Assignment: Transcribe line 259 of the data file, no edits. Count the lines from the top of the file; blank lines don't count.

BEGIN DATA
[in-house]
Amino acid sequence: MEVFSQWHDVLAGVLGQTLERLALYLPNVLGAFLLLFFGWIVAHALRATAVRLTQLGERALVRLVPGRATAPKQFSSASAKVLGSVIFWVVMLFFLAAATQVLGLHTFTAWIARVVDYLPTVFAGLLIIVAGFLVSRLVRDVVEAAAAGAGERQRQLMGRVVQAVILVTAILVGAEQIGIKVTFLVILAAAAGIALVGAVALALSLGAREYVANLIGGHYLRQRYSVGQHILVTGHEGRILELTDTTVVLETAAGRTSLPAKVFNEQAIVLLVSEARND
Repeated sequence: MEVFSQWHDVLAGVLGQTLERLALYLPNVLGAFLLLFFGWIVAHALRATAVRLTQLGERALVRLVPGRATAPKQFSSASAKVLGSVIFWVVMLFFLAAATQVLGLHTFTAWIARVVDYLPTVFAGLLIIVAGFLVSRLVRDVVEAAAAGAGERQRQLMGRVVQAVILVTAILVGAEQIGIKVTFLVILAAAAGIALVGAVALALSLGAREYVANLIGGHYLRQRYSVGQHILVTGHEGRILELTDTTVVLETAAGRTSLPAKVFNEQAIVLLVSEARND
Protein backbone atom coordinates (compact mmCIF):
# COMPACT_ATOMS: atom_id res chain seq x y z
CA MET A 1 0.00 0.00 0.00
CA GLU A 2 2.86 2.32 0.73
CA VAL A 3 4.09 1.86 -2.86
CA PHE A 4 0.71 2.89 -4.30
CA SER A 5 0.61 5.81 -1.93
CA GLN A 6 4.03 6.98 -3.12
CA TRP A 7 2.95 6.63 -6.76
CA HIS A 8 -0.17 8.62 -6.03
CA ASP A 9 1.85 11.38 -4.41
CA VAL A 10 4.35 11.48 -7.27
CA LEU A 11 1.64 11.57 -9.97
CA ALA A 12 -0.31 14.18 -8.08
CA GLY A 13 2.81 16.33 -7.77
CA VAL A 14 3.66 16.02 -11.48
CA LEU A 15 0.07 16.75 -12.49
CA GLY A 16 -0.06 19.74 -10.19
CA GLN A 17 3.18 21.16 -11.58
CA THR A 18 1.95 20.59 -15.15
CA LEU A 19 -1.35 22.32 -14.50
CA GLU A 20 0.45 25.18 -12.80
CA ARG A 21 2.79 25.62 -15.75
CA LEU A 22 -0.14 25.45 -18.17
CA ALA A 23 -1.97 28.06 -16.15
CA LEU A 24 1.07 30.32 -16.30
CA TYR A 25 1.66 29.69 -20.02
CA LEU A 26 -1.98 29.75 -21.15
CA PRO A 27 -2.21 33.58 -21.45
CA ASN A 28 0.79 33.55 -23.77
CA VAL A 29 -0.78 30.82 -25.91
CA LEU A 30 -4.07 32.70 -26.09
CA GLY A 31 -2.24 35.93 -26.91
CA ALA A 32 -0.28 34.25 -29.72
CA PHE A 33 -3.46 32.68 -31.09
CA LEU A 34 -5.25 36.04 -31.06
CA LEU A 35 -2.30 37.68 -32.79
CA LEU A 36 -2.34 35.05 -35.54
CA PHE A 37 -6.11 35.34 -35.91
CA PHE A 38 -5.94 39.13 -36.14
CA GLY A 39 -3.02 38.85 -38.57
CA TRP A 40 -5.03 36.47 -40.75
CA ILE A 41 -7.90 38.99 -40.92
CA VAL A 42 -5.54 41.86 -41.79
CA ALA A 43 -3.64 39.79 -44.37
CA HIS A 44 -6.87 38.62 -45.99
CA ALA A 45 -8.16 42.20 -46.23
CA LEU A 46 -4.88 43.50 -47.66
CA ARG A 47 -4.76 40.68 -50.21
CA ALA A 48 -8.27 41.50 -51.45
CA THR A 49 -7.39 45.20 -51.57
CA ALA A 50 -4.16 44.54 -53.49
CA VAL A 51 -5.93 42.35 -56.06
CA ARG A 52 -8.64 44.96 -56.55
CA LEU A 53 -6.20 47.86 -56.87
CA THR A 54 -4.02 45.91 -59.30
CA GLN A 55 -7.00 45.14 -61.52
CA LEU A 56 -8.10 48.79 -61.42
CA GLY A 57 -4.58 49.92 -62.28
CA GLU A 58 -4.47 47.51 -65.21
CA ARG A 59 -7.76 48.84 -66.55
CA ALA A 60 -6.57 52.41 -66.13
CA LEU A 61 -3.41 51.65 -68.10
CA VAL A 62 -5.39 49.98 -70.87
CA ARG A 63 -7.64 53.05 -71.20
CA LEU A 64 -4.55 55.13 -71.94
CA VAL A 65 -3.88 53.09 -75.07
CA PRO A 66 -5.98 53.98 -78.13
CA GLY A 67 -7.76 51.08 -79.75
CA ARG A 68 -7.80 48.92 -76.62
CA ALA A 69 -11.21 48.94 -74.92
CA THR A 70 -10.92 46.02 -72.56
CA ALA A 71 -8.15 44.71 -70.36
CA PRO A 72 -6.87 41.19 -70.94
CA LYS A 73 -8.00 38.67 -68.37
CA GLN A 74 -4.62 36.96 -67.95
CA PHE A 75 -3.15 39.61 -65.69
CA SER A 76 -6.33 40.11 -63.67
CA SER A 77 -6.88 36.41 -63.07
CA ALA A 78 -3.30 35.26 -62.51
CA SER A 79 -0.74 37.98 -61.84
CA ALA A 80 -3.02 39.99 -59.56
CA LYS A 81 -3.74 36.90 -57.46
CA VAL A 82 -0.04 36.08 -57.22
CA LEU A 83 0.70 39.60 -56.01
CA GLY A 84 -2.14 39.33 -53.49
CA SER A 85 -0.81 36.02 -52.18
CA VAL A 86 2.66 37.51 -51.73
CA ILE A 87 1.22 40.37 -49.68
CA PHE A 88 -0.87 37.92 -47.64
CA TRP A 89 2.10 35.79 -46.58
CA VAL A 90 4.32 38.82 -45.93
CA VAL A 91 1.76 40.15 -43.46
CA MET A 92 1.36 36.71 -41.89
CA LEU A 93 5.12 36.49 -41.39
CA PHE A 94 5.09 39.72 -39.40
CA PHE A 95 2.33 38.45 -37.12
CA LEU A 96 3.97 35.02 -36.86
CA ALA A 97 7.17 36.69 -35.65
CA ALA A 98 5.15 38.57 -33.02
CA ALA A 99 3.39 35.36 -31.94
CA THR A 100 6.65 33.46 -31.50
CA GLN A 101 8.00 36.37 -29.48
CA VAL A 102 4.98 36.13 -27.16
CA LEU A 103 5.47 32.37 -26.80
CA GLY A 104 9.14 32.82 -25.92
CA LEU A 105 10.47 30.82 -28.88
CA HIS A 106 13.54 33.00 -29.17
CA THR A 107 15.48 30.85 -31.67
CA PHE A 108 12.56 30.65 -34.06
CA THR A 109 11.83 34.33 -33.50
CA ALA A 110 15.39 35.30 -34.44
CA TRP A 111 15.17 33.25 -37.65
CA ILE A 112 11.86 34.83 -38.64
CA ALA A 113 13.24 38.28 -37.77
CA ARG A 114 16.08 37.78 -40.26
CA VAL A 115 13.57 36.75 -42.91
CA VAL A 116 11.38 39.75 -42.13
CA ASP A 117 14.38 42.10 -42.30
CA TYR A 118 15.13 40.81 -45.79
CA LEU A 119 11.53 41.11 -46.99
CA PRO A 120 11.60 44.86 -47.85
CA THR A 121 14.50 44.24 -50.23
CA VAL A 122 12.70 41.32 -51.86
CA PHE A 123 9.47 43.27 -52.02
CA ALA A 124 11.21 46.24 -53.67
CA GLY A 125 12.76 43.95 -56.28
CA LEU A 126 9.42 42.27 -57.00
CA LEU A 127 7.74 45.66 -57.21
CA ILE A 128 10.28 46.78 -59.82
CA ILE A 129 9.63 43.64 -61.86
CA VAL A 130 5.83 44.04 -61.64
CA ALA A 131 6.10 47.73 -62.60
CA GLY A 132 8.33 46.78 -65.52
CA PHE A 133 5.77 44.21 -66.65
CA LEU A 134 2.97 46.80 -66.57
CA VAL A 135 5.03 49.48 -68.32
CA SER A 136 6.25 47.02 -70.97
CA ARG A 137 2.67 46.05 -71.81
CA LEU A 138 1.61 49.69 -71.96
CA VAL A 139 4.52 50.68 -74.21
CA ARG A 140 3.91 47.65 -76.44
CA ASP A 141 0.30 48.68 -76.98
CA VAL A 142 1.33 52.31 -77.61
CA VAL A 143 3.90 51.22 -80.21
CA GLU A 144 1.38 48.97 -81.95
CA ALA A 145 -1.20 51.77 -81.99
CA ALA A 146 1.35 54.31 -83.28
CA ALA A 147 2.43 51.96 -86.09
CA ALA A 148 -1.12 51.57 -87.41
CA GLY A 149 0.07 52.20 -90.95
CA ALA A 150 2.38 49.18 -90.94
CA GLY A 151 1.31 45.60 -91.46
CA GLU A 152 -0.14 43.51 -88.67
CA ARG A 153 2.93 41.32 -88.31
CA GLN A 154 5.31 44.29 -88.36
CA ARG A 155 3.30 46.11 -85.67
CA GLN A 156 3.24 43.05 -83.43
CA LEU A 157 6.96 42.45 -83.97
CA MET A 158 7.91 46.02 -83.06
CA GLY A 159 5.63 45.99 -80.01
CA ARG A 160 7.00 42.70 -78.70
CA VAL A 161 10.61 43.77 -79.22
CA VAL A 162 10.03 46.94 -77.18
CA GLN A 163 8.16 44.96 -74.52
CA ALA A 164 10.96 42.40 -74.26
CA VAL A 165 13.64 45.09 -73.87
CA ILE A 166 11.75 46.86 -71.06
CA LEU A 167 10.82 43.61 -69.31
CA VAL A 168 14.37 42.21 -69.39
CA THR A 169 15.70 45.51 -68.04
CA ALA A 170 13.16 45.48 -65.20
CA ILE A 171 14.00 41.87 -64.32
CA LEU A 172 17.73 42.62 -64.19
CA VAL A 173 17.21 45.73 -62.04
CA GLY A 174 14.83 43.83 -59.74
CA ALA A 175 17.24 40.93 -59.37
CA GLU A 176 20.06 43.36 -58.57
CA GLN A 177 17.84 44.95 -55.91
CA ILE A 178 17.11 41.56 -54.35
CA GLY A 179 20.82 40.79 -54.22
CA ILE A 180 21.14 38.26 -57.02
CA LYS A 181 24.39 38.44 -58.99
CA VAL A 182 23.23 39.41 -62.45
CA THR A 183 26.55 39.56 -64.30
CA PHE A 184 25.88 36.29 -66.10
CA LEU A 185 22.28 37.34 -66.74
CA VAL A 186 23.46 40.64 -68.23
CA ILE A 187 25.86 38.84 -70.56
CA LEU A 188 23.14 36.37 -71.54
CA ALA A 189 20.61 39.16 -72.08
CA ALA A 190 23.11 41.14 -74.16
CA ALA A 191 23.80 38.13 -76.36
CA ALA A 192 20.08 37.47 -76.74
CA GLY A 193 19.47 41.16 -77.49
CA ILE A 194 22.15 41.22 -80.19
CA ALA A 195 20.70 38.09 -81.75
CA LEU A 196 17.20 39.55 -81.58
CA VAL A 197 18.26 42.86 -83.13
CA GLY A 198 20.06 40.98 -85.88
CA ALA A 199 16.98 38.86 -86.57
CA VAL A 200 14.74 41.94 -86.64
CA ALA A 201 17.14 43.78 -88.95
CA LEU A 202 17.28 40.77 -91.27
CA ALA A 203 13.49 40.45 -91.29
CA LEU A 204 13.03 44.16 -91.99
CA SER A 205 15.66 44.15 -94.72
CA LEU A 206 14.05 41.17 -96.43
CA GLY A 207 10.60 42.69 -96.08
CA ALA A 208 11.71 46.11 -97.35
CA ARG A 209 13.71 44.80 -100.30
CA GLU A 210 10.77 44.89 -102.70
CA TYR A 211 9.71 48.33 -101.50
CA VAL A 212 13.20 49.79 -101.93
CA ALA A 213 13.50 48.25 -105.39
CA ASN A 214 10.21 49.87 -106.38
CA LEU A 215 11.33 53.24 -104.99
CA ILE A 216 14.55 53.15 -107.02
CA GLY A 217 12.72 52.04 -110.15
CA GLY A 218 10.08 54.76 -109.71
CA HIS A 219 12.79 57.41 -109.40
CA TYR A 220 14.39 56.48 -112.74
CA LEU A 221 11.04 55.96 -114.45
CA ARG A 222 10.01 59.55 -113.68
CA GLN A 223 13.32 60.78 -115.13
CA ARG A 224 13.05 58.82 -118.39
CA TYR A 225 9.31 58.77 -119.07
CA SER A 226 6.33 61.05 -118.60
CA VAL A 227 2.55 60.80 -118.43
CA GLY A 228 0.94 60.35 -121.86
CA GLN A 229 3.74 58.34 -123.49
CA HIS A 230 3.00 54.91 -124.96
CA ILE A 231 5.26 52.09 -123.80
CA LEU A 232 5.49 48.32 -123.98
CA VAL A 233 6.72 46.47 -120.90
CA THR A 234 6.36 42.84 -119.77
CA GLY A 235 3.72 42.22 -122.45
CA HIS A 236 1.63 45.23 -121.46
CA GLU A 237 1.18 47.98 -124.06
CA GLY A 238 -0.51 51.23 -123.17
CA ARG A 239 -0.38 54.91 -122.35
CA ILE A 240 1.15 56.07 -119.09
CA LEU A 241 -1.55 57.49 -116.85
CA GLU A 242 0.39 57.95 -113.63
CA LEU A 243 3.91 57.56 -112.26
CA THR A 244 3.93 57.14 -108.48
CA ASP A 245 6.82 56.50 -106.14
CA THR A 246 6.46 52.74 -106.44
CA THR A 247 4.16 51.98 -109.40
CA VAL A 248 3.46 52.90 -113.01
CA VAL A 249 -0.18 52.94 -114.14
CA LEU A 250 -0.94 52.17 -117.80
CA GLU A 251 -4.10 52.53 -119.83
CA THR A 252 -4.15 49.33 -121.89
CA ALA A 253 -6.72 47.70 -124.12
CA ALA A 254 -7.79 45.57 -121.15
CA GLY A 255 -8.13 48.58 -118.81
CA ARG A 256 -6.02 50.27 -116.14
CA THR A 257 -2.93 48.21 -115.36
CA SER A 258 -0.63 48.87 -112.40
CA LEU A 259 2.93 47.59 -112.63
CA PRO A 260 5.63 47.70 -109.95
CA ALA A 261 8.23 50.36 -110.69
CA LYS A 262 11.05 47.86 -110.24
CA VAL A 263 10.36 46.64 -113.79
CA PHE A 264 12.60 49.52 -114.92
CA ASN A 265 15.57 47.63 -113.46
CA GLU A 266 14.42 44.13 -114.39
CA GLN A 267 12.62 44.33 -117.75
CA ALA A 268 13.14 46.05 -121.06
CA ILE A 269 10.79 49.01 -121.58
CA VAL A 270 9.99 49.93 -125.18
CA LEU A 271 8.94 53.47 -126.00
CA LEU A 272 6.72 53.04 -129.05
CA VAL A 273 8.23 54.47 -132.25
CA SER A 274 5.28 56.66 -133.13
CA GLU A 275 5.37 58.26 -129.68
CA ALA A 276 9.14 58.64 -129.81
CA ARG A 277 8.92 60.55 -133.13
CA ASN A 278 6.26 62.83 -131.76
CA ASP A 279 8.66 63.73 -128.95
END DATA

CA ALA A 254 -7.79 45.57 -121.15